Bend radius calculator for energy chains

bend radius calculator

Do I need a bend radius calculator? Calculating the bend radius for a cable management system can be a daunting task, but ensuring you choose correctly to maximise the service life of your cables is paramount.

We get asked a lot, “Do you have a bend radius calculator?” or “How do you measure the bend radius?”  So, let’s look at answering those questions for you.

One of the most crucial factors in specifying the right energy chain system or cable carrier, as it is sometimes referred to, is ensuring you select the correct bend radius for the cables being carried. It is important to note that the bend radius of the energy chain should be larger than the minimum bend radius of the cables and media that make up the filling. There are exceptions to that rule, such as applications with space restrictions, but it must be recognised that this will reduce the service life of the services significantly.

A bend radius calculator step by step:

  • All energy chain systems have multiple bending radii to choose from and every manufacturer should suggest a minimum bend radius. The bending radius chosen for the energy chain will depend on the largest diameter for either the cable or hose. But why do manufacturers suggest this?  By selecting a larger bend radius than required, this will extend the lifespan of the cables and hoses.
  • Never exceed the manufacturer’s suggested minimum bend radius. Just don’t!
  • As mentioned previously, the larger the bend radius, the less stress is put on the cables and hoses, which will ensure longer service life.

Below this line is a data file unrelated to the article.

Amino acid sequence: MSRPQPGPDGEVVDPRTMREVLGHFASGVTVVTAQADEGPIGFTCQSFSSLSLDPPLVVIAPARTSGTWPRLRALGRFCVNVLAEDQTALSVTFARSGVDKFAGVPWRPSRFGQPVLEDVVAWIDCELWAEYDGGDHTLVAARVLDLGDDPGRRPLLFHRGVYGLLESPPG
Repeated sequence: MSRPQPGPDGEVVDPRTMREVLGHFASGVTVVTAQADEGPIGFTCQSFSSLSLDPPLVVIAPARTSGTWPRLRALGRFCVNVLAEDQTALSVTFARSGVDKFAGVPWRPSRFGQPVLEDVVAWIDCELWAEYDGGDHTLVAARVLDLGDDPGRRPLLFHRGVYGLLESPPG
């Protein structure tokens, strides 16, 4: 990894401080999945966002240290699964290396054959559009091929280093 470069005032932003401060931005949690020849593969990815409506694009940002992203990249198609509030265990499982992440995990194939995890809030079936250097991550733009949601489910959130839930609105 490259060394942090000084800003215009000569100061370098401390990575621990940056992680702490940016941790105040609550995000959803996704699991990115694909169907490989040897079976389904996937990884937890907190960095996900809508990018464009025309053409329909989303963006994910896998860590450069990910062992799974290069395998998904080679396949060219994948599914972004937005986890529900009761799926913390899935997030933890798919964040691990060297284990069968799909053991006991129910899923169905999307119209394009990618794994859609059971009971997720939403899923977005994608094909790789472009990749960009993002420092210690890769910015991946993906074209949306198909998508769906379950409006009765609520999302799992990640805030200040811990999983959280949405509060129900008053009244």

• Consider temperatures. The minimum bending radius is partly based on a temperature range for flexing; therefore, consideration is required with special environments and applications where temperatures exceed the recommendation for the cable. The same applies to extremely low temperatures. For these low-temperature applications, the cables tend to stiffen and become brittle when exposed to the cold, leading to mechanical failures.
  • Ensure the energy chain system is being fitted with the correct matching dynamic cables for your application.  
  • If the application has a space restriction, the bend radius of the energy chain system may need to be smaller than that of the recommended minimum bend radius. Again, referring to previous statements, this is far from ideal but occasionally it cannot be avoided. In these special circumstances, we would recommend using cables specially designed for low-bend radius installations or consult your cable carrier manufacturer for the best solution.
  • Remember this is a dynamic bend radius; many cable and hose makers quote what is actually a static radius.  As soon as the service is being moved dynamically, fatigue can set in and therefore the dynamic radius is typically larger (igus® cables are quoted as dynamic radius for millions of cycles).

So how do you measure or define the bend radius of an energy chain?

The bend radius is defined by a point in the space at the centre and is measured to the centreline of the e-chain® (see diagram).  The reason the centreline is used is that this is where the cables and hoses sit and therefore can be matched to the recommended minimums suggested by the cable manufacturer.

calculate bend radius

In most cases the minimum bend radius is expressed as a factor times the outer diameter of the service (e.g. for chainflex cables this can be from 12.5xd to as low as 4xd for our special cables).

Still not sure on the bend radius calculator? Speak to your local engineer or contact an igus® contact in the office and they will help you.

We have gathered our frequently asked questions about energy chains on one page, if you have more queries click here to find answers.


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